15 June 2021

Tips on the Go 3: Board Storage 

Storing boards properly is important to keep your materials in tip-top condition. It is as important to your finished product as using sharp blades or setting up your saw correctly. 

Correct storage can prevent boards from warping or bowing. A board deformed by poor storage may not return to its original shape and it will also not perform as well as it could when cut and edged. Correct board storage is easy to get right and it will help minimise waste and protect your investment in quality materials. 

Here are some tips to help you store boards properly: 

1. Be careful with edges and surfaces 

Handle boards with care to avoid damaging the edges and surfaces. Don’t slide boards over each other, as dust trapped between the boards may cause scratches. Instead, pick them up one by one. Don’t walk across the boards, but rather walk around them.  

2. Allow new stock to acclimatise to local conditions 

Boards behave differently depending on the local conditions under which they are stored and used. How dry or humid the air is will make a big difference, so being located near the coast or being more inland, as well as being at a high or low altitude, all has an effect. Allow boards to “settle” for two to three days before using them, in the same climatic conditions where they will be processed and installed. This will help avoid bowing or warping. Make sure stored boards are easy to access so you are able to always rotate your stock. Using the oldest stock first known as “first in, first out” (FIFO). This helps prevent stock ageing. 

3. Store boards sensibly 

Always store your boards indoors, away from direct sunlight and in clean, well-ventilated conditions. Keep the storage area dry and try to avoid extreme swings in temperature and humidity. Where possible, always keep the top board covered with a cover board to protect its surface. Store boards horizontally at least 50mm above the ground on a firm, level, load-bearing base (horizontal storage is the preferred method for stacking large volumes of board). Keep stacks neatly aligned and avoid protruding boards, as these can lead to injuries and damage.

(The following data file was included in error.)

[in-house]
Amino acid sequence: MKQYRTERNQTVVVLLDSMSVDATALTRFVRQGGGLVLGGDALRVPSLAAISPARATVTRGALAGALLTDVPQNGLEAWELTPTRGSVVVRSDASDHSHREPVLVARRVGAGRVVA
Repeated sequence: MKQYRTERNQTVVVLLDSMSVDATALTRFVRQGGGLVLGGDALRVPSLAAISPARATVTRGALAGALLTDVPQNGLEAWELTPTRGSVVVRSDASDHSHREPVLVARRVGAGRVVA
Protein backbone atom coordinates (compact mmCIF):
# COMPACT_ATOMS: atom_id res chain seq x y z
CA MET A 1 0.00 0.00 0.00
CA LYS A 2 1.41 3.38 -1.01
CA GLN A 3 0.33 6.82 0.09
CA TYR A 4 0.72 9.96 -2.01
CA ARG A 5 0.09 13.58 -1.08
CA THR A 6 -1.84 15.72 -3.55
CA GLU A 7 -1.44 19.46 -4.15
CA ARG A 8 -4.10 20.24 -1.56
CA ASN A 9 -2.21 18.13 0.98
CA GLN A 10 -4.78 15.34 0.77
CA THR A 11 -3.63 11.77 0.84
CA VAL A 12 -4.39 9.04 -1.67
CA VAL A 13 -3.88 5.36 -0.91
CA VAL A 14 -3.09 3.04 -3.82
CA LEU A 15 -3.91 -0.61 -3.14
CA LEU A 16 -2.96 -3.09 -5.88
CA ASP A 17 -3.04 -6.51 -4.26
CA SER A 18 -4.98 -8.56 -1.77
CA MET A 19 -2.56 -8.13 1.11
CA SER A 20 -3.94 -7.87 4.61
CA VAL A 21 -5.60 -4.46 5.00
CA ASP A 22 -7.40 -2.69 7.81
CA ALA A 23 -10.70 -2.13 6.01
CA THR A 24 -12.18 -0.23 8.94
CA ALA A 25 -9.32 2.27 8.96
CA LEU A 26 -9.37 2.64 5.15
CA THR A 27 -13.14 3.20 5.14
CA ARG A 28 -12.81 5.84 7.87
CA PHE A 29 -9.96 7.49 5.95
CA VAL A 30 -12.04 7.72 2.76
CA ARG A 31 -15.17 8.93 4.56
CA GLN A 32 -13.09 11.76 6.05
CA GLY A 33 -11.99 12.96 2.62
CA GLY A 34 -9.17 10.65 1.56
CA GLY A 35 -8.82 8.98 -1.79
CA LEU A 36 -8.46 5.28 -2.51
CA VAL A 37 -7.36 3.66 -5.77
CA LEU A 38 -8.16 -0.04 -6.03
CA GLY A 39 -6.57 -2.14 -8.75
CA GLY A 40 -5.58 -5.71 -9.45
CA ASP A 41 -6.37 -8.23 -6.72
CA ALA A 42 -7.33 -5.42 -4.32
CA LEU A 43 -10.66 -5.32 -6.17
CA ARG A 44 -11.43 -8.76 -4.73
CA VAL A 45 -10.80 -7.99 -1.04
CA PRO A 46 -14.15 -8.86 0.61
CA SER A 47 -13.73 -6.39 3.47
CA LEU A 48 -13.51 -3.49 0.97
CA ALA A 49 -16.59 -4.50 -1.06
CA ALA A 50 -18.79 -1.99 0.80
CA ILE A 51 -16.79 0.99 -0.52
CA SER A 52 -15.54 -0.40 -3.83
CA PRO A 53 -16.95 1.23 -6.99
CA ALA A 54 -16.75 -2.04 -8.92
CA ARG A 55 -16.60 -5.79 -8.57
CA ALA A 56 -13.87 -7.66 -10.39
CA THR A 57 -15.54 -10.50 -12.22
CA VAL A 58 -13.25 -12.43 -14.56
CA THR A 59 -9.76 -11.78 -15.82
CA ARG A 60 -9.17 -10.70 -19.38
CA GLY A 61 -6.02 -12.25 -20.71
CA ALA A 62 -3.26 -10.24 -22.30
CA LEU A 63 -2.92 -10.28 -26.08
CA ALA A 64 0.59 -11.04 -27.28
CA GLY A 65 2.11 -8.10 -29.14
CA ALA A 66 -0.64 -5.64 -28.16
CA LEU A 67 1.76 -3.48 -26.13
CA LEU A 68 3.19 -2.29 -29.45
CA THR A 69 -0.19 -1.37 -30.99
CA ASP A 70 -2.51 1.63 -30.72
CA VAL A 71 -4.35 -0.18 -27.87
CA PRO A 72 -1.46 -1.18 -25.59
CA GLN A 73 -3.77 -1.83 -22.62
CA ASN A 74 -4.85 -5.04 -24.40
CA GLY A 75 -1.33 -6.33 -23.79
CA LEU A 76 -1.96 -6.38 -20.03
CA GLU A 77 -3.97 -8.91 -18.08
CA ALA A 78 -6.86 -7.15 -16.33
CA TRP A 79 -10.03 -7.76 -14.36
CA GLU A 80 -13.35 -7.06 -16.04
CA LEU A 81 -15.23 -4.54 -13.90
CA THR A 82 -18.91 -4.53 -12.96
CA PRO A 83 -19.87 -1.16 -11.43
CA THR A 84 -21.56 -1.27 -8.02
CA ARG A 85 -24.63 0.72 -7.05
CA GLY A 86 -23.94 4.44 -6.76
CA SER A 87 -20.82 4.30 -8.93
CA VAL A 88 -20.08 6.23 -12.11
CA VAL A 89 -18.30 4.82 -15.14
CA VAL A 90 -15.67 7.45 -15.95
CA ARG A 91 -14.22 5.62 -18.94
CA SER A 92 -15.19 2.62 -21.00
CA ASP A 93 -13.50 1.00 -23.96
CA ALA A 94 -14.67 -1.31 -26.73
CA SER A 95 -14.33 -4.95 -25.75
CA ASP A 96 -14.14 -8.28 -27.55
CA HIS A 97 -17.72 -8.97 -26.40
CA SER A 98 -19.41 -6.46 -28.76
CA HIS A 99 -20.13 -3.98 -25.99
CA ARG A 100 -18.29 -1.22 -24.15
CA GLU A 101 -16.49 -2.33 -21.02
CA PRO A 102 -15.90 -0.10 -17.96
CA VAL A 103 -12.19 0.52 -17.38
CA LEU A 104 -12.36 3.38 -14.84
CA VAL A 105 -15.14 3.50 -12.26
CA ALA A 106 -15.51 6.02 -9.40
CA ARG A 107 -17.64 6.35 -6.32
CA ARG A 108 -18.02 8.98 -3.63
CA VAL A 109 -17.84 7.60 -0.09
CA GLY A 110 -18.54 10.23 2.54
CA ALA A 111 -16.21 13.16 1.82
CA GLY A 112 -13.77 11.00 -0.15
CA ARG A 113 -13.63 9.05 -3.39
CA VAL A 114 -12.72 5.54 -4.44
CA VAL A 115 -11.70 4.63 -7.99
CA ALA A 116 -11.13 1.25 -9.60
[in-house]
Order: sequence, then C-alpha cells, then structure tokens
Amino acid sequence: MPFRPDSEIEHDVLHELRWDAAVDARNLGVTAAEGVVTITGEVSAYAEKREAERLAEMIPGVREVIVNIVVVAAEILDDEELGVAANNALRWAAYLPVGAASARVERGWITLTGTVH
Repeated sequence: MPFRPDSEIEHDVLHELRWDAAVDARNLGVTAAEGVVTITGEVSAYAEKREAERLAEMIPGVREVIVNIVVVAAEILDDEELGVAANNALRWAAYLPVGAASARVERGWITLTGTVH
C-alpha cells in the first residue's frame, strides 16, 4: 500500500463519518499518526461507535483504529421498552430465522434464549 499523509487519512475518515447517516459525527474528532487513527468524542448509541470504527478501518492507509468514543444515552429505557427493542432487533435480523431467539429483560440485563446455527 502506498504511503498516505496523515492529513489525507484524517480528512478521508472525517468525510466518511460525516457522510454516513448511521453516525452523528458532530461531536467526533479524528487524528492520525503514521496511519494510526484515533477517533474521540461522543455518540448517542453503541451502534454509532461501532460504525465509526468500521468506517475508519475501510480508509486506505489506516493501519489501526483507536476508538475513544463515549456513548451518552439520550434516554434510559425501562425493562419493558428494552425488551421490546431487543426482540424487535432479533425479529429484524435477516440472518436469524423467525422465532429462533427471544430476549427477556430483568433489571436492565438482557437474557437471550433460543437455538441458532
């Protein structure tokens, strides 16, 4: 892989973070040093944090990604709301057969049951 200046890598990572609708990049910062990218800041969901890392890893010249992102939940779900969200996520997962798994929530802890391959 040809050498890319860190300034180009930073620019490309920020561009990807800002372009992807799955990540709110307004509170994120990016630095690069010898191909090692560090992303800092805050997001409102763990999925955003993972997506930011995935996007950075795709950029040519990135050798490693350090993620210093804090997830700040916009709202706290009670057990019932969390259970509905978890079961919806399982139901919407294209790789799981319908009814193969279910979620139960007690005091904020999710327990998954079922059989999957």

4. Dunnage do’s and don’ts

  • Use dunnage to keep boards off the floor.
  • Make sure your dunnage is uniform in size and thickness, as well as clean and dry. 
  • Your dunnage must also support the entire width of the stack, by either being the corresponding length or by using multiple dunnage. 
  • Use enough dunnage spaced evenly to prevent sagging (at least 4 dunnages for a 9’x6’ board. The space between dunnage must not exceed 900mm). 
  • When stacking multiple stacks on top of each other, make sure to vertically align the dunnage to prevent uneven stress and strain on the boards in the stacks, as this will cause the boards to permanently deform or bow.

5. Stack smartly

  • Do not exceed maximum stacking height. 
  • For vertical storage, the boards must be supported with a backrest structure that supports the entire surface of the back board and the full weight of the boards stacked vertically to prevent sagging. 
  • If boards are to be stored vertically, only stack in small quantities, not exceeding a base width of 500mm. Stacking too many boards vertically also means you won’t be able to rotate stock to use the oldest stock first. 
  • Vertically stored boards have the greatest risk of slipping and causing injury, so ensure they are stored on a non-slip surface, preferably with an angled base, or provide some cross-brace to keep them in place.